The Taj Mahal is on a table in which people are dining, the pillar next to the table is made out of books and in the buffet they are serving human eyes…..
What sounds like gibberish to us is merely a strange “journey” that 15-year-old Saswat Satapathy is on as he remembers the string of numbers before him. After all, it has not even been a month since he returned from remembering 1,080 digits in one hour at the World Memory Championships (WMC) in London. Thus, this journalists’ string of 18 words was just “too easy”.
“Basically, I convert numbers into pictures and then I use persons or actions to link them together,” he says, explaining the method to this madness.
“It’s difficult to explain, but I imagine that I am on a journey,” he immediately adds. Saswat’s journey, which led him to becoming the ‘National Memory Champion’ in Hyderabad last October and hold the second place at the World Junior Memory Championship, began in 2009 when he could only remember those words and objects that he could see, feel or touch.
“Earlier he could remember only things such as aeroplanes, cars, buses, tubelights… things he could see around him,” says his father Debasis Satapathy. “But now he can even recall made up words such as Atosanya or Omantapiya .”
At the WMC, held from December 14 to 16 in London, Saswat had to recall a lot more than just numbers — random names, abstract images and historic dates.
“I also participated in the ‘spoken numbers event’, which is very difficult but also my favourite,” he says. Here the computer calls out one digit per second, which the participants have to recall within a time limit.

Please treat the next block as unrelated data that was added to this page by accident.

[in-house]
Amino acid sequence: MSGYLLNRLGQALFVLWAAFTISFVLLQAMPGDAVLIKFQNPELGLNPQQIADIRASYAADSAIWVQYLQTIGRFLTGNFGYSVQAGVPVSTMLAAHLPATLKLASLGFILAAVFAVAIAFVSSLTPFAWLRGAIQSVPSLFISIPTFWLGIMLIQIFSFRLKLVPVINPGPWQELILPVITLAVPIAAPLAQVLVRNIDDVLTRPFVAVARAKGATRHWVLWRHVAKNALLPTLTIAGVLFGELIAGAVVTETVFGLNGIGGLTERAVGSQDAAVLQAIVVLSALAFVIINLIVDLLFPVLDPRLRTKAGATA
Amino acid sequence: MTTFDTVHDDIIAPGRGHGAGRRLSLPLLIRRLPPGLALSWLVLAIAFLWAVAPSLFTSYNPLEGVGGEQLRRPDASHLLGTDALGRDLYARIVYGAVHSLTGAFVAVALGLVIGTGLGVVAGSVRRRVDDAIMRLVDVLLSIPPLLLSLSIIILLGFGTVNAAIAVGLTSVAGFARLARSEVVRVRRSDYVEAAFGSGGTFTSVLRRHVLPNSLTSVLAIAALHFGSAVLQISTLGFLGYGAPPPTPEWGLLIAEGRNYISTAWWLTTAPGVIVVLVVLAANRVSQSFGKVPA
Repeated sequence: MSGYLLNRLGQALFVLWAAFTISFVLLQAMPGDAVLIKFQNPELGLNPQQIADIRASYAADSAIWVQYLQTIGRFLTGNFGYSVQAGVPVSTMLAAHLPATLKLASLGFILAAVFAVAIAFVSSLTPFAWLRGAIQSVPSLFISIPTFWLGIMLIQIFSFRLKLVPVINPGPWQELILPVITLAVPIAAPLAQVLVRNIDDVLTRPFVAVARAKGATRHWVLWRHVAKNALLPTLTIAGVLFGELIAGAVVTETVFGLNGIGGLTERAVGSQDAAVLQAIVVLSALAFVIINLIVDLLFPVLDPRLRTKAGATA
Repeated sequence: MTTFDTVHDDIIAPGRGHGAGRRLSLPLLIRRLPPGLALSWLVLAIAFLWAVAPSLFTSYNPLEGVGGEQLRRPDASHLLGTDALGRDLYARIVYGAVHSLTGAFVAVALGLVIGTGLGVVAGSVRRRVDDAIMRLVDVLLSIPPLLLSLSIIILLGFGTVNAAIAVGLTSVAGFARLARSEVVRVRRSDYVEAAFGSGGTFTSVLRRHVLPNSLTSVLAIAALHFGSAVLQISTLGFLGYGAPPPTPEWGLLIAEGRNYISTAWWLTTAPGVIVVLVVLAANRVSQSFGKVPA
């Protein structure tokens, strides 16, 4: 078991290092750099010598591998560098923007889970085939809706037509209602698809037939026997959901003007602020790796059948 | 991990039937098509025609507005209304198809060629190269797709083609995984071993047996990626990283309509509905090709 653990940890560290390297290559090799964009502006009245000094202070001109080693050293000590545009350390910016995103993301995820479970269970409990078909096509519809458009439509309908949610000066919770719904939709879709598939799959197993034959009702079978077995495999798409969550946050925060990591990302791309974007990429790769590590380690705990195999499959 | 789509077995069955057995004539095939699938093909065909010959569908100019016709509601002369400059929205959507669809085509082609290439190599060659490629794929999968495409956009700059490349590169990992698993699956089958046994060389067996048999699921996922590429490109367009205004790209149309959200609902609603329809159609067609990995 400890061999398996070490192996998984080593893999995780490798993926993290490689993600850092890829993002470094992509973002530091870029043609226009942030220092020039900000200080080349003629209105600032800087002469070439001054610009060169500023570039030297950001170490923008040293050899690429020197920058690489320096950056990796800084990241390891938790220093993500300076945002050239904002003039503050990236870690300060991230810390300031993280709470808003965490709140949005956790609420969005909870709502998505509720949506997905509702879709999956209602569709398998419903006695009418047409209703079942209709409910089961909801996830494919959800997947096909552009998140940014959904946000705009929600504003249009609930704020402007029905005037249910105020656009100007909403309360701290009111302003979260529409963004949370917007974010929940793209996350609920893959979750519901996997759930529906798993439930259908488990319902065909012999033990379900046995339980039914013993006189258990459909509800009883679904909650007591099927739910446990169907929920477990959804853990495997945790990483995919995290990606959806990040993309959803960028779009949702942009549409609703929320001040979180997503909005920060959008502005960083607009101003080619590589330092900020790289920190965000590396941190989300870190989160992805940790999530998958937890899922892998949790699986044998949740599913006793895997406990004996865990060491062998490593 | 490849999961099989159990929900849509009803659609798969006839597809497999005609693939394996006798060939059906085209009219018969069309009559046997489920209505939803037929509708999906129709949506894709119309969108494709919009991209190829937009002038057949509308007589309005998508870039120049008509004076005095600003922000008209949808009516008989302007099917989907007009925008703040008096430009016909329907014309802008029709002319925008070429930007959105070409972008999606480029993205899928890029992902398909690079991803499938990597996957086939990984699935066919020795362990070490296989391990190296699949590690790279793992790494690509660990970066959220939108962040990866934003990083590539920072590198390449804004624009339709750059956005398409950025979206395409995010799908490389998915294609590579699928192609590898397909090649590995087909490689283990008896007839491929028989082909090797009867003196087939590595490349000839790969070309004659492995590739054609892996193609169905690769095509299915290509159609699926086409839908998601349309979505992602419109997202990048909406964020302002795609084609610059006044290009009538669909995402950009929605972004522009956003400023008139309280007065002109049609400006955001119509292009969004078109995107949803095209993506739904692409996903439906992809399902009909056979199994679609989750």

Yet this Class X student of Delhi Public School R.K. Puram is among a handful of “mental athletes” from North India.
“In India, there aren’t many competitions to test this skill. Altogether there may be 30 ‘serious’ athletes. In the North, there may be five [such] athletes. It’s largely monopolised by South Indians, particularly people from Andhra Pradesh,” says Saswat.
But through his skill set, awareness around this “mental sport” is increasing in North India, what with many of Saswat’s classmates starting to get interested in the sport and his school funding his trip to London.
“After I participated in many competitions, my friends have started to understand what all this is about. But when I try teaching some of my friends, they back off after the first session because it is too tiresome and frustrating,” he laughs.
But more often then not, he has left his classmates wide-eyed and astonished at his amazing grasping power. “Once we had to recite a poem in class when I was in standard VI or VII, but I had been away from school for many days. I asked my friend for the poem and memorised it within 15 minutes. Then my teacher challenged me to recite it backwards, which I did, and everyone was astonished,” he laughs. Being a memory wizard does help Saswat at school to remember dates in History and terms in Biology — especially since he wants to be a doctor when he grows up.